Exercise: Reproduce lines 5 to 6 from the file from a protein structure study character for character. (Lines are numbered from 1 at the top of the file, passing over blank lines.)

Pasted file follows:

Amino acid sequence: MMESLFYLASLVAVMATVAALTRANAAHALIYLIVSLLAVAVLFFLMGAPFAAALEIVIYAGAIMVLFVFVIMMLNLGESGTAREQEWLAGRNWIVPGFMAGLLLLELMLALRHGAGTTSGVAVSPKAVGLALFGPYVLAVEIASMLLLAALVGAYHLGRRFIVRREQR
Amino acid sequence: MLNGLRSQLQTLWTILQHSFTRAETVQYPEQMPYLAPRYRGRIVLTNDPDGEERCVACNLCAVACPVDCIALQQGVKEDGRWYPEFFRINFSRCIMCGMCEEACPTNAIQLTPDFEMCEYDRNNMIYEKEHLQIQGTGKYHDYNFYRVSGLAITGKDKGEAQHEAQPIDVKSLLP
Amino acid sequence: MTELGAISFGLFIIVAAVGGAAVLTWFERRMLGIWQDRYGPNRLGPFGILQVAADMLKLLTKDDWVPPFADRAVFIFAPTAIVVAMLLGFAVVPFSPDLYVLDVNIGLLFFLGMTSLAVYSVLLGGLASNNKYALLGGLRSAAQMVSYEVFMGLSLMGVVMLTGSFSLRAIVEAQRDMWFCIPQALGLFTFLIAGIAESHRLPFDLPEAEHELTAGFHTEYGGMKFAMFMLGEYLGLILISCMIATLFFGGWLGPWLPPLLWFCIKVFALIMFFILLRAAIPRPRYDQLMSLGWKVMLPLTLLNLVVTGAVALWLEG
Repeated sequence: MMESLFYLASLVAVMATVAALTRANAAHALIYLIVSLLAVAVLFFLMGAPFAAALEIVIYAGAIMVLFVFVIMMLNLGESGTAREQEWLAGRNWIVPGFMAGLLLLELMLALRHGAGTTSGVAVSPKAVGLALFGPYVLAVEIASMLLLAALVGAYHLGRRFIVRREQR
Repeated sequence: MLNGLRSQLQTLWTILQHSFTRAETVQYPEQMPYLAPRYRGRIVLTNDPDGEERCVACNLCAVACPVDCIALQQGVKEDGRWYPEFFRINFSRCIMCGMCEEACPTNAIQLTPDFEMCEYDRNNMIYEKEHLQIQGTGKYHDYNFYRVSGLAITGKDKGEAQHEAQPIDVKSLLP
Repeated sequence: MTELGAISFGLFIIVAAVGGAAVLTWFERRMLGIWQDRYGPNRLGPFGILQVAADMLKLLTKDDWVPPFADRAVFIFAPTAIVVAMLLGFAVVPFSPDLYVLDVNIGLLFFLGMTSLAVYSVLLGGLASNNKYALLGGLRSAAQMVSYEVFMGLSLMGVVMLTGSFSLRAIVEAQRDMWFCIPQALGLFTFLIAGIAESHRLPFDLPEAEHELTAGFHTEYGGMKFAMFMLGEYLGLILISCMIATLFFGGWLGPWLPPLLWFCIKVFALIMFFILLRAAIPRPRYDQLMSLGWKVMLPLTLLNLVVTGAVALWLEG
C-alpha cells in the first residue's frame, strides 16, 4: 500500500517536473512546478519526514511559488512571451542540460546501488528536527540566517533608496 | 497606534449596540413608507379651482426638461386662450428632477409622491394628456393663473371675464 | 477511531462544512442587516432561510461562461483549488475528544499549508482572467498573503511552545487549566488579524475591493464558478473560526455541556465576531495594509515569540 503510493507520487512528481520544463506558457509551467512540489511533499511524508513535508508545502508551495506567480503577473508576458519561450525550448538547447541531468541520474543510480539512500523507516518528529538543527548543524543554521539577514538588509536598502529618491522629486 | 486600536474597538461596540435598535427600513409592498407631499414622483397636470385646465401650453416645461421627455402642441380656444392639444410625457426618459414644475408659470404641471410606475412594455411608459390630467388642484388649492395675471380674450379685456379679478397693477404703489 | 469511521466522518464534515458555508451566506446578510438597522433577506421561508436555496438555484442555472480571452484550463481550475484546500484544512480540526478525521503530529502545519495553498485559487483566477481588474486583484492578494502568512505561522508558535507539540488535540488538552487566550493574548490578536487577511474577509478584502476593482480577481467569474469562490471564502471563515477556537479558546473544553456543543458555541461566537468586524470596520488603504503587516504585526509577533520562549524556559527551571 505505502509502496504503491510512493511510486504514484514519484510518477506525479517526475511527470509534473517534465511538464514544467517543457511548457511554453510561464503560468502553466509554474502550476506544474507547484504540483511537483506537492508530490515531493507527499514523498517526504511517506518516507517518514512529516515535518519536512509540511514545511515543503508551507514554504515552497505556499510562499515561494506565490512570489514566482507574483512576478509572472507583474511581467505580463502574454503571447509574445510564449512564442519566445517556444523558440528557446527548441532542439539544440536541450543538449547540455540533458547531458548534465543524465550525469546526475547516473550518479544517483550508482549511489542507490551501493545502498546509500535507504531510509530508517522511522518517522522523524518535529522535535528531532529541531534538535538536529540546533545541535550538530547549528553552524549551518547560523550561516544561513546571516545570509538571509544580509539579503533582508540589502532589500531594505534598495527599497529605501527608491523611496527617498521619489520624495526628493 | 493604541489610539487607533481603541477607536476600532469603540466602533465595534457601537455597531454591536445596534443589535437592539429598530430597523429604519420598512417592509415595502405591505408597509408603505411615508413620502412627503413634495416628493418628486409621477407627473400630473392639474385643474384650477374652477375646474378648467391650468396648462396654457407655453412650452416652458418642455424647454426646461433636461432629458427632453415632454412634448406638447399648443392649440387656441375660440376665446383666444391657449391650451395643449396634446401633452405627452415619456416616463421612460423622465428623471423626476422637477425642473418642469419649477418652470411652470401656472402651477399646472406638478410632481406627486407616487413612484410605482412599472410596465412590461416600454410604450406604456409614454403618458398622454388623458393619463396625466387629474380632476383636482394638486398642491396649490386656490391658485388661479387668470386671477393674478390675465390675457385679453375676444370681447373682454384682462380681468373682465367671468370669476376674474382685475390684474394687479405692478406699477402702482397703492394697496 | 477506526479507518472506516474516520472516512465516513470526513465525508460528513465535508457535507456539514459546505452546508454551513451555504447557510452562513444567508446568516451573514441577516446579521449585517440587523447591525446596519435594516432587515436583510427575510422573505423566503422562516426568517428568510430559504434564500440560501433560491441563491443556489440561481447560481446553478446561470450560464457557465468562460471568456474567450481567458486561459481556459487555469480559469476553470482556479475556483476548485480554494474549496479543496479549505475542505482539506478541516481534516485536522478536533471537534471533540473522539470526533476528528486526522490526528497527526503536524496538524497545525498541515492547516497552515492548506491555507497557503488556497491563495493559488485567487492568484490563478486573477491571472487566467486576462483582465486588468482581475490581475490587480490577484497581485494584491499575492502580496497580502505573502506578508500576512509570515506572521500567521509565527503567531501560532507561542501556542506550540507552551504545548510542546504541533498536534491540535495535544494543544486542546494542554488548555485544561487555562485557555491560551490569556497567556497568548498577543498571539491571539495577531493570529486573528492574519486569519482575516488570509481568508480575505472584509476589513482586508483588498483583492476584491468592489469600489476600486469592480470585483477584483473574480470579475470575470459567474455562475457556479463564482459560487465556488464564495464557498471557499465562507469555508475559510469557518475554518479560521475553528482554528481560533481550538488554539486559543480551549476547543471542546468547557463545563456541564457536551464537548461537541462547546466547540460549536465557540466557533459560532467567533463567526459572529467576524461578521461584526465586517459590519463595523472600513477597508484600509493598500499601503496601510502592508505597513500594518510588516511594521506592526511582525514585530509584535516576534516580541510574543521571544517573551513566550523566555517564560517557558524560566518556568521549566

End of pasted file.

Repeated sequence: MLNGLRSQLQTLWTILQHSFTRAETVQYPEQMPYLAPRYRGRIVLTNDPDGEERCVACNLCAVACPVDCIALQQGVKEDGRWYPEFFRINFSRCIMCGMCEEACPTNAIQLTPDFEMCEYDRNNMIYEKEHLQIQGTGKYHDYNFYRVSGLAITGKDKGEAQHEAQPIDVKSLLP
Repeated sequence: MTELGAISFGLFIIVAAVGGAAVLTWFERRMLGIWQDRYGPNRLGPFGILQVAADMLKLLTKDDWVPPFADRAVFIFAPTAIVVAMLLGFAVVPFSPDLYVLDVNIGLLFFLGMTSLAVYSVLLGGLASNNKYALLGGLRSAAQMVSYEVFMGLSLMGVVMLTGSFSLRAIVEAQRDMWFCIPQALGLFTFLIAGIAESHRLPFDLPEAEHELTAGFHTEYGGMKFAMFMLGEYLGLILISCMIATLFFGGWLGPWLPPLLWFCIKVFALIMFFILLRAAIPRPRYDQLMSLGWKVMLPLTLLNLVVTGAVALWLEG